This upcoming 2021 NHL Entry draft hasn’t been on the minds of many this season due to pandemic impacted scouting difficulties and the success the Colorado Avalanche enjoyed on the way to winning the President’s Cup. The time has come, however, to focus on this important event on the league’s calendar because adding talent is always a benefit to any organization.
As a contender the Avalanche naturally used draft assets in order to boost the team in the short term and are left with a very thin draft class of just four choices even after recently adding a second round pick via trade. The 2021 draft class is looking to become the smallest in franchise history. Prior to this draft signs of a thinning pipeline are emerging as there are only 11 players on the Avalanche’s reserve list (which are rights held non-contracted prospects) and two of them are the already tried and departed Sergei Boikov and Vladislav Kamenev.
Despite this concern a common sentiment is for the Avalanche to just forget it this year’s draft because of the lack of relevance. What the Avalanche still hold are now three higher value top 100 selections. Considering the third round has led to some exciting and potentially impactful recent selections such as Sampo Ranta, Jean-Luc Foudy and Justus Annunen this is a good pick to have remaining in the arsenal. Justin Barron was a nice find at the end of the first round in 2020 so there’s still hope to mine a few more gems with the picks they still have.
Also of note is the scouting group is in transition as they recently replaced tenured Director of Amateur Scouting Alan Hepple with Wade Klippenstein. While the latter might have a few of his own preferences he is still an internal replacement and therefore not expected to deviate much from what the organization has preferred to do. After a few of his own drafts we may get to identify where Klippenstien will leave his mark. He is from the WHL as a former scout from the Brandon Wheat Kings but has been an area scout for all of western Canada.
Candidates at 28th Overall
There are various different directions this pick could go and there’s no certainty in which options will be available but the Avalanche should add at worst a top five prospect to their pool with this selection. Center is a big position of need but determining which teenager is going to remain at that position years into their pro career is futile at best, therefore the focus should be on talent and skill first and foremost with a secondary nod to skating ability.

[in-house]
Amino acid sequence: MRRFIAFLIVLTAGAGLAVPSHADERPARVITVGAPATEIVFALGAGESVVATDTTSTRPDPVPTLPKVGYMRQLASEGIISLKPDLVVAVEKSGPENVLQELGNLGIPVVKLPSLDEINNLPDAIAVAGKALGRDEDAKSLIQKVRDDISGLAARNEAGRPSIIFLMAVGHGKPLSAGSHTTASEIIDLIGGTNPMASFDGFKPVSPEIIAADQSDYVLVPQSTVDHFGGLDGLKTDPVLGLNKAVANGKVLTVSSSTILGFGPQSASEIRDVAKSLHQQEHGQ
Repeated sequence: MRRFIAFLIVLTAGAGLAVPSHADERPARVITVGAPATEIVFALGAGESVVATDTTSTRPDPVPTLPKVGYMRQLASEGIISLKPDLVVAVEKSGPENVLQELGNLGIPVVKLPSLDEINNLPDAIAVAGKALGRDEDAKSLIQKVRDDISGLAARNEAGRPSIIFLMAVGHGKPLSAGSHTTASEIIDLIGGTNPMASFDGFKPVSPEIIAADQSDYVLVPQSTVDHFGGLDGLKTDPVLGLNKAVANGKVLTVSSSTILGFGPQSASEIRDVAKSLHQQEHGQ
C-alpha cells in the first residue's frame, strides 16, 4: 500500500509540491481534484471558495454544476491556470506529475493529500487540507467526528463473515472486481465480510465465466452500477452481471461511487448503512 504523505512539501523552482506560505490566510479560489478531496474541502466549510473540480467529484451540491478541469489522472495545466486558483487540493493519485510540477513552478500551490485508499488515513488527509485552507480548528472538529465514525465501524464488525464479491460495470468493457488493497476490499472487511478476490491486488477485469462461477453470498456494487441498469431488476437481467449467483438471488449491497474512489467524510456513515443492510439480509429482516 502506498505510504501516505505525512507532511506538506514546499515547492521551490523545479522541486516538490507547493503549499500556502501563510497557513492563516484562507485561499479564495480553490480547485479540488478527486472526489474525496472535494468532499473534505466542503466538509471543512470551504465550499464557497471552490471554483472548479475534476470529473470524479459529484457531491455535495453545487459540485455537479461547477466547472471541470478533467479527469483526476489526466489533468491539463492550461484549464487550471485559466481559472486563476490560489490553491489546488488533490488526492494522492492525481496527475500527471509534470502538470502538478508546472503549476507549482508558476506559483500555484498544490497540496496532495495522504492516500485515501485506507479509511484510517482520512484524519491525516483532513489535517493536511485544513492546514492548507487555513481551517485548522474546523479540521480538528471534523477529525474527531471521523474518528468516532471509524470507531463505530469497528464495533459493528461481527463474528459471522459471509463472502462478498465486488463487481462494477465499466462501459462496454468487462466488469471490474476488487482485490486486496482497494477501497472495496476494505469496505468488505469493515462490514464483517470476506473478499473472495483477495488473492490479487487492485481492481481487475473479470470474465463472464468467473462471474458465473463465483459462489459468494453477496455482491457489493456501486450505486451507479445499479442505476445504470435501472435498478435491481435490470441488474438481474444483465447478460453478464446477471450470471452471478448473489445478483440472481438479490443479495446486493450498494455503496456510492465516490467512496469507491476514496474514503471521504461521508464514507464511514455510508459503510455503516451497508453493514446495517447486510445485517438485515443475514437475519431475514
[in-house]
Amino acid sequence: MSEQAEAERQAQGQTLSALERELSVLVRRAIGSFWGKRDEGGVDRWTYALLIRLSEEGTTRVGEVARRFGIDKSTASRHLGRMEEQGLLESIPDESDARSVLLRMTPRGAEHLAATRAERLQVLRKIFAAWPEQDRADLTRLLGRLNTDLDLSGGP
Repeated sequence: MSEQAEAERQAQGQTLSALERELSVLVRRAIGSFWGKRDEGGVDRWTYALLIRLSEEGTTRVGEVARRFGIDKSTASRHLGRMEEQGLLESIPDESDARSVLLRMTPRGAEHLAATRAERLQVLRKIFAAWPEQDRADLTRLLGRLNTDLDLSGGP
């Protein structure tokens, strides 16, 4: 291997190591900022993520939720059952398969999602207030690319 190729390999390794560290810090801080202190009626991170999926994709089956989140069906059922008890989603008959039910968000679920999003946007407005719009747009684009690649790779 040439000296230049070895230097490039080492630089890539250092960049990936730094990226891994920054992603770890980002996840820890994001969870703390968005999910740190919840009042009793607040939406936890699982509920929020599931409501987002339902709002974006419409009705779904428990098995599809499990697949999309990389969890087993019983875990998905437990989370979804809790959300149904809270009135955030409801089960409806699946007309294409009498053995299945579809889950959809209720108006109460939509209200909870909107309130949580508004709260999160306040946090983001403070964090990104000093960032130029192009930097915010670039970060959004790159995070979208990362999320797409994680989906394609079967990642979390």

Goaltending should be another position taken into major consideration despite the lacking draft capital. Hepple wasn’t too keen on the first round goaltenders but here’s a chance for Klippenstien to make his mark with a big splash pick in net. There’s a possibility one of Swede Jesper Wallstadt or Canadian Sebastian Cossa are still on the board when it’s Colorado’s selection. Both have had their turn with a lot of hype and are currently pegged as likely top 20 picks but seeing two goaltenders go early in the first round would still be unusual even for such an unpredictable year.
Despite looking stronger in the future on the backend with Justin Barron and Drew Helleson in particular there could be a defenseman who is too good to pass up and that is another classic injury faller Carson Lambos who only played two games for the Winnipeg Ice in the WHL this season but was able to spend the early part of the year in Finland. Once expected as more of a top 10-15 sort of talent the 6-foot-1 left shot two-way defenseman would be one another upside sleeper for the Avalanche.
As mentioned earlier contrary to popular belief the Avalanche have been very conservative with the European picks, especially those top 100 selections expected to stay overseas. However the Avalanche love a good U18 performance and a couple Russian forwards who impressed at said event in left wing Nikita Chibrikov and center Fydor Svechkov who would both add a dynamic element to the prospect system.
In the North American side a couple standouts from the U18 likely caught the attention of Avalanche scouts in left wings Canadian Brennan Othmann who had a monster gold medal game and Sasha Pastujov who was also a big contributor for the Americans.
RELATED: Eight Avalanche options from the U18
The Avalanche organization could also check off the NHL bloodlines box if they went with power forward Tyler Boucher whose father Brian has ties with the Columbus Blue Jackets under Chris MacFarland.
Rounding out the possibilities are players from the QMJHL including some who managed to play over 40 games in this disrupted season. A trio of intriguing forwards who offer some two way ability but scoring pop are center Xavier Borgault, and left wings Zachary Bolduc and another Newfie in Zach Dean.
As mentioned, a lot of options should still be available for the Avalanche but two names stick out as the best fits and are realistic possibilities.